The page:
Possible number of Americans affect by a rare disease (Centers for Disease Control).
Comparative clinical effectiveness research studies funded by PCORI to help patients and their caregivers make better-informed decisions about their options for treating rare diseases.
The maximum number of people a disease can affect to be classified as rare (Centers for Disease Control).
Study Results that Support Better-Informed Decisions
Findings from a PCORI-funded study published in the Annals of Internal Medicine show promise for improving care of individuals living with sickle cell disease (SCD) in the United States, who historically have been underserved by the medical community. Researchers compared treatment for patients with uncomplicated vaso-occlusive crisis (VOC) in emergency rooms (ERs) and infusion centers. VOC is the most prevalent SCD complication and causes acute, excruciating pain that most commonly is treated in ERs. Patients receiving care in infusion centers reported waiting less time—about half as long—for pain medicine than ER patients. They also were more likely to receive care adhering to guidelines for the management of acute pain and less likely to be admitted to the hospital.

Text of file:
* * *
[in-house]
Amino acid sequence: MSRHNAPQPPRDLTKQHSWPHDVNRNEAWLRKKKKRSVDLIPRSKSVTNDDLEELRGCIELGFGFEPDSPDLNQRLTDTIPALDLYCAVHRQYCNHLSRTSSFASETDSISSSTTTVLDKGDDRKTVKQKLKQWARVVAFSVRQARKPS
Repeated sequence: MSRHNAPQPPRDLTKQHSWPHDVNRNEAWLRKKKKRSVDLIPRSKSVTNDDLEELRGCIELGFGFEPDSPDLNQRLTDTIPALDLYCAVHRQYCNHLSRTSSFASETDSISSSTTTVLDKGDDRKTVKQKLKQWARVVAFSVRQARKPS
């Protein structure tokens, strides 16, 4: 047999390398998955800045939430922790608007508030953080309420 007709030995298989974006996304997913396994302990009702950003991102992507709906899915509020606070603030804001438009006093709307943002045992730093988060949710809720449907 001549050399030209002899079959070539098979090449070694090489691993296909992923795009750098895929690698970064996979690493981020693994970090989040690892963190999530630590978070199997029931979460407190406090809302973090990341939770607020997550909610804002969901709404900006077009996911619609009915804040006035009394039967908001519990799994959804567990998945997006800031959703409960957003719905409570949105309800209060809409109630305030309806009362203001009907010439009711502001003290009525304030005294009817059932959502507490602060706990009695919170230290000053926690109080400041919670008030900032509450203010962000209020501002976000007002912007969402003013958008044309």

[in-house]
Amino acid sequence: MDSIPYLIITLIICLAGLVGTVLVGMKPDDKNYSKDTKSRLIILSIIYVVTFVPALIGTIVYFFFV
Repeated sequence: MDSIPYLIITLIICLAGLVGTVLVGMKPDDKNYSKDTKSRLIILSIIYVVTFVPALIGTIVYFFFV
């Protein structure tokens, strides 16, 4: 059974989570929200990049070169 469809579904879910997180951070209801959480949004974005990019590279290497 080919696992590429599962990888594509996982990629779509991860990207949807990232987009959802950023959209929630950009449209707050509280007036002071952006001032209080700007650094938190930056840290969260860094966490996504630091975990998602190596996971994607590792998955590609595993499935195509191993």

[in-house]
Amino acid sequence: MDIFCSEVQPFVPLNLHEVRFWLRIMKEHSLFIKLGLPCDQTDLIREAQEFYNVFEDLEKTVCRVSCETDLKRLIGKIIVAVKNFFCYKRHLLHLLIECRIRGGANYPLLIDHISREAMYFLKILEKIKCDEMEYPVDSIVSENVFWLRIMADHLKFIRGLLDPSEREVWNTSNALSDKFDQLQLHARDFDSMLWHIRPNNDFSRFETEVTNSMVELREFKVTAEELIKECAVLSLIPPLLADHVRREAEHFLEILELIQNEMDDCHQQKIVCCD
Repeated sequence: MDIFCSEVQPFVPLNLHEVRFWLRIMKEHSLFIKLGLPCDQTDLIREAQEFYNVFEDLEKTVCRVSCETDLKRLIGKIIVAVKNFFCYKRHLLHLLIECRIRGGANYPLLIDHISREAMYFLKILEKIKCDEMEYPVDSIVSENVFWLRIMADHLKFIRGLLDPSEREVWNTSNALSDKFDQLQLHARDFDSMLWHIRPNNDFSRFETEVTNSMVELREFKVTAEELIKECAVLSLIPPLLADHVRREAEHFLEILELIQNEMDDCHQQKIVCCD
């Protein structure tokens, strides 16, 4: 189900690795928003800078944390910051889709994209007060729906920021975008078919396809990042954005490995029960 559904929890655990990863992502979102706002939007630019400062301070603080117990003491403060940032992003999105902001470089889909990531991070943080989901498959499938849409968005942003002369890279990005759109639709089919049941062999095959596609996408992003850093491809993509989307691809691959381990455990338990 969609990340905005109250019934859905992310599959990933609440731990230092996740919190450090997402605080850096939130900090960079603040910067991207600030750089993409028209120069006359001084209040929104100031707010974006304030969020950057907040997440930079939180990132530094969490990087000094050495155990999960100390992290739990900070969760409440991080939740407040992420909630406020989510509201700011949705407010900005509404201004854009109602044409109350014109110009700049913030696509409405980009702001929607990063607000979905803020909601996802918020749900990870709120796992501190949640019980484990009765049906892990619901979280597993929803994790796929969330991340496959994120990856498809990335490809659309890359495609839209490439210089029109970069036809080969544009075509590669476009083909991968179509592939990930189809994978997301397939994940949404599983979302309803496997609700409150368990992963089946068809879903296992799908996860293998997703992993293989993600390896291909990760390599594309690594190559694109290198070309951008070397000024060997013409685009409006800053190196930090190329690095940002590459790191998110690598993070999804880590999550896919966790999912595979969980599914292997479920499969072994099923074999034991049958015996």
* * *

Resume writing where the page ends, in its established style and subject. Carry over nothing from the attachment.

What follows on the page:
Rare Disease Study Spotlights
Effects of Oxygen Treatments on Patients with Pulmonary Fibrosis
Many doctors prescribe supplemental oxygen for patients with PF. The oxygen equipment can be hard to handle, making it difficult for people to leave the house. Little research has been done on whether oxygen treatment is helpful. This project compared the breathing and physical activity of patients given supplemental oxygen to that of those who were not to determine benefits and downsides. Researchers found that while patients with supplemental oxygen reported improvement in their symptoms, they felt frustrated with the equipment and judged in public.
A common complication of sickle cell disease is a constriction of blood vessels, which causes severe pain. Patients often report that their pain relief is insufficient and doctors don’t involve them in treatment decisions. This study is comparing whether care delivered in an infusion center staffed by expert clinicians is more effective for treating and managing pain than care delivered in an emergency department.